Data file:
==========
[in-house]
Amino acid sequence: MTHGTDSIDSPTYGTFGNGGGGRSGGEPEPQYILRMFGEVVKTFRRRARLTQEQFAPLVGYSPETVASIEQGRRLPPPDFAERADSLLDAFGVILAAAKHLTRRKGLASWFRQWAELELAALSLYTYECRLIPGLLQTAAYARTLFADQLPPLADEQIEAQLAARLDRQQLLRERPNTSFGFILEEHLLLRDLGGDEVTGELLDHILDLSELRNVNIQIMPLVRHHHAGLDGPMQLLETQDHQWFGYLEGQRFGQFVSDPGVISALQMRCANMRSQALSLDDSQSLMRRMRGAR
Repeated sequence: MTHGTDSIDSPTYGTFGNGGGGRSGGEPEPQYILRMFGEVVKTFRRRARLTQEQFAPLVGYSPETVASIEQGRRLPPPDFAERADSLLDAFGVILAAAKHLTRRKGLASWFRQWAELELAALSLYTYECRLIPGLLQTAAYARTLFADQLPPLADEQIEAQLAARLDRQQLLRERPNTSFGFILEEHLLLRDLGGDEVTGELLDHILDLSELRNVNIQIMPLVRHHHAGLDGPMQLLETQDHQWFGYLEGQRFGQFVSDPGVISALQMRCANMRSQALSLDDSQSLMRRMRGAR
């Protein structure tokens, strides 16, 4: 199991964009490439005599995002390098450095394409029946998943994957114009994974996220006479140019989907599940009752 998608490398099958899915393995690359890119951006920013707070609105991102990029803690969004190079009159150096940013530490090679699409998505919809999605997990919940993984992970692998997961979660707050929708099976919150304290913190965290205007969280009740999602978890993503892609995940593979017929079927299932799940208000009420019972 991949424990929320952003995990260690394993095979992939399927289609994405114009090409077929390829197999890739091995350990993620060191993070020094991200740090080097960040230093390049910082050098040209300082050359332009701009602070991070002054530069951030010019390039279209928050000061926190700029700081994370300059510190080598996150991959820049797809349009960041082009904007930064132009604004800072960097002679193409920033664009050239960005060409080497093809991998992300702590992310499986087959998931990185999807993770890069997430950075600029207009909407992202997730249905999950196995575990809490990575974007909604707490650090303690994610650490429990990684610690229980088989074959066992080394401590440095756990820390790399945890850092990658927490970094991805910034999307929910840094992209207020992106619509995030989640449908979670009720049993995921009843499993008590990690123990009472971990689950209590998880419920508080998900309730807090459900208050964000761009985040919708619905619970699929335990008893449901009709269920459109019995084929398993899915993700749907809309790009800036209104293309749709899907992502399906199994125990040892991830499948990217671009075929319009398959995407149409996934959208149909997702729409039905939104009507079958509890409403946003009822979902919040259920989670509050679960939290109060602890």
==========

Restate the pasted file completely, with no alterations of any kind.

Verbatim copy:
[in-house]
Amino acid sequence: MTHGTDSIDSPTYGTFGNGGGGRSGGEPEPQYILRMFGEVVKTFRRRARLTQEQFAPLVGYSPETVASIEQGRRLPPPDFAERADSLLDAFGVILAAAKHLTRRKGLASWFRQWAELELAALSLYTYECRLIPGLLQTAAYARTLFADQLPPLADEQIEAQLAARLDRQQLLRERPNTSFGFILEEHLLLRDLGGDEVTGELLDHILDLSELRNVNIQIMPLVRHHHAGLDGPMQLLETQDHQWFGYLEGQRFGQFVSDPGVISALQMRCANMRSQALSLDDSQSLMRRMRGAR
Repeated sequence: MTHGTDSIDSPTYGTFGNGGGGRSGGEPEPQYILRMFGEVVKTFRRRARLTQEQFAPLVGYSPETVASIEQGRRLPPPDFAERADSLLDAFGVILAAAKHLTRRKGLASWFRQWAELELAALSLYTYECRLIPGLLQTAAYARTLFADQLPPLADEQIEAQLAARLDRQQLLRERPNTSFGFILEEHLLLRDLGGDEVTGELLDHILDLSELRNVNIQIMPLVRHHHAGLDGPMQLLETQDHQWFGYLEGQRFGQFVSDPGVISALQMRCANMRSQALSLDDSQSLMRRMRGAR
């Protein structure tokens, strides 16, 4: 199991964009490439005599995002390098450095394409029946998943994957114009994974996220006479140019989907599940009752 998608490398099958899915393995690359890119951006920013707070609105991102990029803690969004190079009159150096940013530490090679699409998505919809999605997990919940993984992970692998997961979660707050929708099976919150304290913190965290205007969280009740999602978890993503892609995940593979017929079927299932799940208000009420019972 991949424990929320952003995990260690394993095979992939399927289609994405114009090409077929390829197999890739091995350990993620060191993070020094991200740090080097960040230093390049910082050098040209300082050359332009701009602070991070002054530069951030010019390039279209928050000061926190700029700081994370300059510190080598996150991959820049797809349009960041082009904007930064132009604004800072960097002679193409920033664009050239960005060409080497093809991998992300702590992310499986087959998931990185999807993770890069997430950075600029207009909407992202997730249905999950196995575990809490990575974007909604707490650090303690994610650490429990990684610690229980088989074959066992080394401590440095756990820390790399945890850092990658927490970094991805910034999307929910840094992209207020992106619509995030989640449908979670009720049993995921009843499993008590990690123990009472971990689950209590998880419920508080998900309730807090459900208050964000761009985040919708619905619970699929335990008893449901009709269920459109019995084929398993899915993700749907809309790009800036209104293309749709899907992502399906199994125990040892991830499948990217671009075929319009398959995407149409996934959208149909997702729409039905939104009507079958509890409403946003009822979902919040259920989670509050679960939290109060602890």